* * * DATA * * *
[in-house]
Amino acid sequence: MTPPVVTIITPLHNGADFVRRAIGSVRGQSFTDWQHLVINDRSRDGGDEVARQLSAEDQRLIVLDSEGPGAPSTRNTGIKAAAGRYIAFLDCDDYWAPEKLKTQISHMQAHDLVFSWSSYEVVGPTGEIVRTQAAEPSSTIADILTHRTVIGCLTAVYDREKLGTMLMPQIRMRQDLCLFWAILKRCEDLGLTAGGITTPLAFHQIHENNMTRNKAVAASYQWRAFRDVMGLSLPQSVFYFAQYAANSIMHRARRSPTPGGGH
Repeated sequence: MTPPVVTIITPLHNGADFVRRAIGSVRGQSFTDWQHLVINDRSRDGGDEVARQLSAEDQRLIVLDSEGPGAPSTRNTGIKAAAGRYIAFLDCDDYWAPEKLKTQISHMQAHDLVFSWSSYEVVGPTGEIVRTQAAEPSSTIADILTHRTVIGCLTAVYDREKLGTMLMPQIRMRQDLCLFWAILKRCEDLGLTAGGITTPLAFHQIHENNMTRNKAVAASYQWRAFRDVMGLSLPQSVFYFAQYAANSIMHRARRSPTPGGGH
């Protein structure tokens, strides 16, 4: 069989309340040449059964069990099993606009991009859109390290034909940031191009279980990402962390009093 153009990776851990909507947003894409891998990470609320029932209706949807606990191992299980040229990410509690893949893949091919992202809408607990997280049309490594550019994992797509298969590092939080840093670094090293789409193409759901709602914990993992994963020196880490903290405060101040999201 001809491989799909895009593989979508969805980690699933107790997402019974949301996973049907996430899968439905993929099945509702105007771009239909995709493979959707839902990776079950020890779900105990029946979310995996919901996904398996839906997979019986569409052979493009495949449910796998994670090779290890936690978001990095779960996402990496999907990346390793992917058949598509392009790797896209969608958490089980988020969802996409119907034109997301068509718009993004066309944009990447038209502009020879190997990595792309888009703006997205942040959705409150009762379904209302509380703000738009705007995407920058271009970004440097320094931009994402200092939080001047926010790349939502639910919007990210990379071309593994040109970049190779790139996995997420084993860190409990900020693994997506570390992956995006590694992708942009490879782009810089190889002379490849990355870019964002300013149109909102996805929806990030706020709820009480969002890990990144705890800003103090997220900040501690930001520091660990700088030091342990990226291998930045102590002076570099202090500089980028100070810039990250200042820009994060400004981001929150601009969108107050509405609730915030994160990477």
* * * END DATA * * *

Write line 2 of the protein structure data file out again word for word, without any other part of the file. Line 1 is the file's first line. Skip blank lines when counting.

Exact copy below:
Amino acid sequence: MTPPVVTIITPLHNGADFVRRAIGSVRGQSFTDWQHLVINDRSRDGGDEVARQLSAEDQRLIVLDSEGPGAPSTRNTGIKAAAGRYIAFLDCDDYWAPEKLKTQISHMQAHDLVFSWSSYEVVGPTGEIVRTQAAEPSSTIADILTHRTVIGCLTAVYDREKLGTMLMPQIRMRQDLCLFWAILKRCEDLGLTAGGITTPLAFHQIHENNMTRNKAVAASYQWRAFRDVMGLSLPQSVFYFAQYAANSIMHRARRSPTPGGGH